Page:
Sustainable or Systematic Safety

Peter G. Furth, professor Civil and Environmental Engineering at Northeastern University in Boston, asked me to help him create a video to explain the Dutch system that aims to make the streets in the Netherlands safer. We call it “Duurzaam Veilig”, which is generally translated as “Sustainable Safety”, but Professor Furth coined the new phrase “Systematic Safety”, which, he feels, better explains the policy. He also links it to “Vision Zero”.

The briefing at Boston City Hall last week. Picture courtesy of @streetsboston

There was not supposed to be a post this week, as announced earlier, there will be some changes at this blog. To remedy my chronic time shortage, I had two options. I could either reduce the quality of my posts, or I could reduce the frequency of my posts. I have chosen for the latter. So, in 2017, there will only be a new post every other week. A new countdown in the right column informs you about the next post. But having longer intervals does give me room for alternative posts and this can be one of them. It doesn’t mean there will always be ‘something’ in the weeks without an ordinary post, but you are lucky that in the first ‘post-less’ week there is a video to show you.

Announcing the discussion series at Boston City Hall in partnership with Northeastern University.

Some of you had already found it. Professor Peter Furth published the link to the video on his own webpage at Northeastern University and that was soon mentioned on Twitter quite some times. Peter Furth showed the video we created together at a policy briefing to Boston’s City Council’s committee on Parks, Recreation, and Transportation, last Thursday, January 5th, in one of the meetings of the series “Let’s talk transportation policy!”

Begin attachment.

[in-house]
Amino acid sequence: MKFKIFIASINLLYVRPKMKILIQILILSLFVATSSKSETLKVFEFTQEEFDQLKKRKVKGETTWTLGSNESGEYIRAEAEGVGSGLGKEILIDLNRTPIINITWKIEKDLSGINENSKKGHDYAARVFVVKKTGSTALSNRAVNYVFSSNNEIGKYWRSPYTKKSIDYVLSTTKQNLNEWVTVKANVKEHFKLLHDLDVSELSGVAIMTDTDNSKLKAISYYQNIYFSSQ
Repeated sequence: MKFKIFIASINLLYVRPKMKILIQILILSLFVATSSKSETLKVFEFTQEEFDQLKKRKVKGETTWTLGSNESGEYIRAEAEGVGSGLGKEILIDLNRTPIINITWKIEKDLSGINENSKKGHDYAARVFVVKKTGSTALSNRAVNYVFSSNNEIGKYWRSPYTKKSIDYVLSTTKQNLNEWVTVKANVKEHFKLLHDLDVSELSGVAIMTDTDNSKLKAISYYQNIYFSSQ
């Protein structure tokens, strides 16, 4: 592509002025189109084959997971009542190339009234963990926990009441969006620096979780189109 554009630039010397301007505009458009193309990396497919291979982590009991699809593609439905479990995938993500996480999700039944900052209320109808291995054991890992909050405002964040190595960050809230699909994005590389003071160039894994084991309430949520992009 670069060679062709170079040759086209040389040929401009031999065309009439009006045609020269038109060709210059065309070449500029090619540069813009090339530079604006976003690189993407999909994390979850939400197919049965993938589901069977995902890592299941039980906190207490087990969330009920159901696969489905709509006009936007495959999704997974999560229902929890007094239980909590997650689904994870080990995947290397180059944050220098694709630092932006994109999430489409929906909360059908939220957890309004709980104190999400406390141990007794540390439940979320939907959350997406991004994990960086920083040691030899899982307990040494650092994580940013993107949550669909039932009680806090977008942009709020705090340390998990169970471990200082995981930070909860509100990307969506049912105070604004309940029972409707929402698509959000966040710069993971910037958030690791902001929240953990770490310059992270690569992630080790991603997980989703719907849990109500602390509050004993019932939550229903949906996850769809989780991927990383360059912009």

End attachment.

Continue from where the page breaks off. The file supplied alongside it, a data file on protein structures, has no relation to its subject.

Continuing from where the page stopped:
If the U.S. improved safety to the standards in the Netherlands, 20,000 lives would be saved
Toole Design Group

I had already tried to explain “Duurzaam Veilig” myself in a post five years ago. What follows is the explanation for a – mainly American – audience in the video written and narrated by Professor Peter Furth, and (mostly*) filmed and edited by me, Mark Wagenbuur.

Video: Systematic Safety, the Principles Behind Vision Zero

On Prof. Furth’s page, you will also find a link to the presentation he gave at the same briefing.

* Some of the footage was shot by summer school students of 2016. Peter Furth has come to the Netherlands with a class of (mostly) civil engineer students for a number of years now, to teach them about Dutch urban design.

66 thoughts on “Sustainable or Systematic Safety

  1. There are many more details on why The Netherlands is safer and not just in the way the infrastructure is created. These need to be explored as well. For example, the car driving culture overall is one of sensibleness. Drivers do not generally exceed speed limits or do dangerous maneuvers, which are prevalent in other countries. The age when one can get a driver’s license has been historically higher than in the US. Even this year you must be supervised until you are 18! I believe this has resulted in the roads being far safer.

    Also, the country is so densely populated there are not nearly as many roads with higher speed limits per square kilometer. Many roads are less than 50km per hr and therefore lead to less accidents. There’s like a handful of major highways. In the US there must be thousands.

    As to bicyclists, they are mostly safe due to the separated cycle paths however there are other safety aspects like national warnings when the cycle paths become icy for example They are experimenting with heated and lighted cycle paths as well as other novel, practical ideas. Things like this I believe reduce accidents significantly.

    It’s great to learn good things from other countries but some ideas simply won’t work. It would be nice to have a cycling infrastructure in the US like The Netherlands but this will never happen, at least for the next 100 years. For starters distances between everything are so far. In the US a trip to the supermarket may be like 5 kms on average, requiring a car trip for most people. In The Netherlands it is like 1 km or less and one can easily cycle or walk to the store.